Earth's surface curves out of sight at a distance of 3.1 miles (5 kilometers). But our visual acuity extends far beyond the horizon. If Earth were flat, or if you were standing atop a mountain surveying a larger-than-usual patch of the planet, you could perceive bright lights hundreds of miles distant. On a dark night, you could even see a candle flame flickering up to 30 miles (48 km) away.
How far the human eye can see depends on how many particles of light, or photons, a distant object emits. The farthest object visible with the naked eye is the Andromeda galaxy, located an astonishing 2.6 million light-years from Earth. The galaxy's 1 trillion stars collectively emit enough light for a few thousand photons to hit each square centimeter of Earth every second; on a dark night, that's plenty to excite our retinas.
Back in 1941, the vision scientist Selig Hecht and his colleagues at Columbia University made what is still considered a reliable measurement of the "absolute threshold" of vision — the minimum number of photons that must strike our retinas in order to elicit an awareness of visual perception. The experiment probed the threshold under ideal conditions: study participants' eyes were given time to adapt to total darkness, the flash of light acting as a stimulus had a (blue-green) wavelength of 510 nanometers, to which our eyes are most sensitive, and this light was aimed at the periphery of the retina, which is richest in light-detecting rod cells.
The scientists found that for study participants to perceive such a flash of light more than half the time, the subjects required between 54 and 148 photons to hit their eyeballs. Based on measurements of retinal absorption, the scientists calculated that a factor of 10 fewer photons were actually being absorbed by the participant's rod cells. Thus, the absorption of 5 to 14 photons, or, equivalently, the activation of just 5 to 14 rod cells, tells your brain you're seeing something.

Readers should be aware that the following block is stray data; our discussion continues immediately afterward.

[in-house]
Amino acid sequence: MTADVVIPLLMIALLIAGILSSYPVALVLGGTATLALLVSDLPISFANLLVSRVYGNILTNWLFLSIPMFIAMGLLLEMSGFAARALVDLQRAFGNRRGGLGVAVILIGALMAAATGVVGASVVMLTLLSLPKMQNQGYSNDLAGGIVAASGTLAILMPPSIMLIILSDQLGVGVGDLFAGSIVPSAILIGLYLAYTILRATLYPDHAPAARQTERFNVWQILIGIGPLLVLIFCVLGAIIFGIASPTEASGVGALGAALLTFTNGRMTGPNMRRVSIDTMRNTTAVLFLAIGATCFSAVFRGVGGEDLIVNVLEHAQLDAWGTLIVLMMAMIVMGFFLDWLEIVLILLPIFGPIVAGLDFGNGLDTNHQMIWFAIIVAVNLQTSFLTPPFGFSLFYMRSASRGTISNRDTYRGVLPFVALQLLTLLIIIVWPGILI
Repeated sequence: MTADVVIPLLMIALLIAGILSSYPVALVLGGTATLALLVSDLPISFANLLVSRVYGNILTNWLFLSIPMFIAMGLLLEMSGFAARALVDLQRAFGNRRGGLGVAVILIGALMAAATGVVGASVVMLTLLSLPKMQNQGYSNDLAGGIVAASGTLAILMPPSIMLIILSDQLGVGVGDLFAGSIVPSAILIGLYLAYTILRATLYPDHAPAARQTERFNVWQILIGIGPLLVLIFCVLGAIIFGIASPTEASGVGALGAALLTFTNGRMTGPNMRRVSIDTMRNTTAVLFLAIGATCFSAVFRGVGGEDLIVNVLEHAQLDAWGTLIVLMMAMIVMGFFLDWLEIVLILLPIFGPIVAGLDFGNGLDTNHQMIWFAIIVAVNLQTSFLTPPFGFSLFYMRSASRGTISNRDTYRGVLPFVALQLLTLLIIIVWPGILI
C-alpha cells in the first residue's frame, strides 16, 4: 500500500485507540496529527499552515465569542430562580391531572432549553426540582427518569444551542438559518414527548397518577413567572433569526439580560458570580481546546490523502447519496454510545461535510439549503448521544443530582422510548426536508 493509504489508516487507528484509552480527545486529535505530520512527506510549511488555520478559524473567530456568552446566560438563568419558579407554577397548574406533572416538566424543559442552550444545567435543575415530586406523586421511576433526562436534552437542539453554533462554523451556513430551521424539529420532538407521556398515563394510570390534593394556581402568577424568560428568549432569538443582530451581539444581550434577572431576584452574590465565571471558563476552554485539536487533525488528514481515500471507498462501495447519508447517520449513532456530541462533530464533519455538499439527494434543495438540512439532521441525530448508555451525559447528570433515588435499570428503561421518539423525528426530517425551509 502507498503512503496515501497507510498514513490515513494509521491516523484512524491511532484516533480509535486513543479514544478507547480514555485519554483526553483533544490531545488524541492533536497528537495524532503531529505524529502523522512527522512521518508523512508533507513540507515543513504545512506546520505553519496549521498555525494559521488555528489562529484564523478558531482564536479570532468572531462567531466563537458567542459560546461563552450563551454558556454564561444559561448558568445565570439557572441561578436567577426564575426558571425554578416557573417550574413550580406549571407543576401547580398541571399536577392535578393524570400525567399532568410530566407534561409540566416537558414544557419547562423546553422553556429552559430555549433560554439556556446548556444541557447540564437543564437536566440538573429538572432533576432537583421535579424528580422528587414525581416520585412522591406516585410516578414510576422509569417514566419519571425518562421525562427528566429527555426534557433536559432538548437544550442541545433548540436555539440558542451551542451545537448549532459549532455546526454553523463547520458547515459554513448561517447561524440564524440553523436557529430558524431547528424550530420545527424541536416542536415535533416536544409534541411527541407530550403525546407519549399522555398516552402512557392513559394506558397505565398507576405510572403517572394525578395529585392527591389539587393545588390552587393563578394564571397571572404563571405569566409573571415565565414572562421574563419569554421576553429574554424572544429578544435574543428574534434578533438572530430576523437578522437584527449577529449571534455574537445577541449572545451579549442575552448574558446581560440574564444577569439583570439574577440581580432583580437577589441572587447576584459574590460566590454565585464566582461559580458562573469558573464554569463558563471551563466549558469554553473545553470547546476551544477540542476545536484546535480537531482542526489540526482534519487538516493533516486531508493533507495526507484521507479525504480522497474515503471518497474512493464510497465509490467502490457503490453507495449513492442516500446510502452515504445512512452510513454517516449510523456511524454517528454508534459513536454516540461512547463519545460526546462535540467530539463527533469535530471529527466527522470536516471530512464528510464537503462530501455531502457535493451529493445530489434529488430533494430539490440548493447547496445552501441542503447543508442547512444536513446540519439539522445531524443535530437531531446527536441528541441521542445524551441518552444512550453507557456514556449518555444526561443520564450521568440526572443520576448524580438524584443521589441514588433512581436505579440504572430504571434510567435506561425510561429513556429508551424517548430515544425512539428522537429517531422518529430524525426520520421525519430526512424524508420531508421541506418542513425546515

"This is indeed a small number of chemical events," Hecht and his colleagues concluded in their seminal paper on the subject.
Considering the absolute threshold, the brightness of a candle flame, and the way a glowing object dims according to the square of the distance away from it, vision scientists conclude that one could make out the faint glimmer of a candle flame up to 30 miles away.
But how far away can we perceive that an object is more than just a twinkle of light? For something to appear spatially extended rather than point-like, light from it must stimulate at least two adjacent cone cells — the elements in our eyes that produce color vision. Under ideal conditions, an object must subtend an angle of at least 1 arcminute, or one sixtieth of a degree, in order to excite adjacent cones. (This angular measure stays the same regardless of whether an object is nearby or far away; distant objects must be much larger to subtend the same angle as near objects). The full moon is 30 arcminutes across, whereas Venus is barely resolvable as an extended object at around 1 arcminute across.
Human-scale objects are resolvable as extended objects from a distance of just under 2 miles (3 km). For example, at that distance, we would just be able to make out two distinct headlights on a car.
Originally published on Live Science.
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Natalie Wolchover was a staff writer for Live Science from 2010 to 2012 and is currently a senior physics writer and editor for Quanta Magazine. She holds a bachelor's degree in physics from Tufts University and has studied physics at the University of California, Berkeley. Along with the staff of Quanta, Wolchover won the 2022 Pulitzer Prize for explanatory writing for her work on the building of the James Webb Space Telescope. Her work has also appeared in the The Best American Science and Nature Writing and The Best Writing on Mathematics, Nature, The New Yorker and Popular Science. She was the 2016 winner of the Evert Clark/Seth Payne Award, an annual prize for young science journalists, as well as the winner of the 2017 Science Communication Award for the American Institute of Physics.